They got to the park and Lloyd pushed her on her swing, higher and higher until she felt like a little girl again. Then they went down the slides and the balance beams. Lindsay would tickle him in the back to try to get him off balance, or she’d push him off and he would pretend to chase her and give it to her. They truly enjoyed each other’s company. Being together really banished the blues for the time, and kept the ugly thoughts of loneliness at bay and from rearing its ugly face.
“So where do we go from here?” Lindsay asked.
“Huh?” Lloyd wondered what she was getting at. Did she mean for the park or in a deeper way?
“Can we be friends?” she asked him. She seemed uneasy, as if he would say, “Thanks, but no thanks”.
Lloyd felt a bit uneasy himself. He never wanted to hurt Lindsay, or Pamela or anyone. “Of course we can,” he told her. He said what he meant, too. He really wanted to spend time with her. “Let’s just enjoy things for what they are”.
Lloyd picked up some pieces of mulch, and threw them one by one, ahead of him. He asked Lindsay, “Was I really your first love?”
Lindsay thought a moment, and then pulled him by the arm, taking Lloyd to one of the picnic tables. She inspected it. No, it wasn’t that one. She looked at another table. No, it wasn’t that one, either. And then she went to another one.
He asked, “What are you doing?”
“Found it!” she said at last. Lloyd looked at the table, and among all the carvings in it, Lindsay pointed out what she intended to find.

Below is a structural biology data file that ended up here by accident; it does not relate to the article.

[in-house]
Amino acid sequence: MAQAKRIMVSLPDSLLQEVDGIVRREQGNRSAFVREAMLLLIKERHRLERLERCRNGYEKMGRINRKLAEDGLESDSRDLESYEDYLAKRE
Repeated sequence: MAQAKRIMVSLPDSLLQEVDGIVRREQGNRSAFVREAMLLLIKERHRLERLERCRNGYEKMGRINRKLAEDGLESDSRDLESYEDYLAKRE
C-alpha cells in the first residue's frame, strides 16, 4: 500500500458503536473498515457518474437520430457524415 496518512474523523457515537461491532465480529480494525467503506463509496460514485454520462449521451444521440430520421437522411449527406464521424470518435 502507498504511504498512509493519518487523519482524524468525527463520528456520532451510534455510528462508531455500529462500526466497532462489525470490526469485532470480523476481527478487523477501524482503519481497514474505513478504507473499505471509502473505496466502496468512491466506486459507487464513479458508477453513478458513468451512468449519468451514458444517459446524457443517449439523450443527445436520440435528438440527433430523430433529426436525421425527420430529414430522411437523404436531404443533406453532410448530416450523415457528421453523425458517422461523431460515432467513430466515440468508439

Lloyd loves Lindsay
“Did I write that?” he asked. He didn’t remember it. He ran his hands over the indented letters surrounded by an uneven heart.
They both sat down and Lindsay explained. “All the time that we were together, I knew I was really starting to like you. I mean really, really like. I wasn’t sure at first, but the feelings just got stronger. I just didn’t want to be the first one to say it—and I thought you’d never!” Her eyes beamed as she went on. “Then it happened. You said, ‘Baby, I love you”. I said, ‘What? Did I just hear what I think I heard?’ Again, you said, ‘Lindsay, I really love you’. You could have knocked me over with a feather! I never thought you’d say it, but I hoped you would!”
Now he remembered. At the time, he was carving something into the table with his pocket knife. When he finally got the urge to tell Lindsay that he loved her, she asked to borrow his knife and right then she wrote it in the table. Lloyd than took back his knife and topped it all off with outlining those words in a heart.
Lloyd truly did love Lindsay. He didn’t lose those feelings after all. To know she loved him back was like medicine to him now. They began to walk back to her house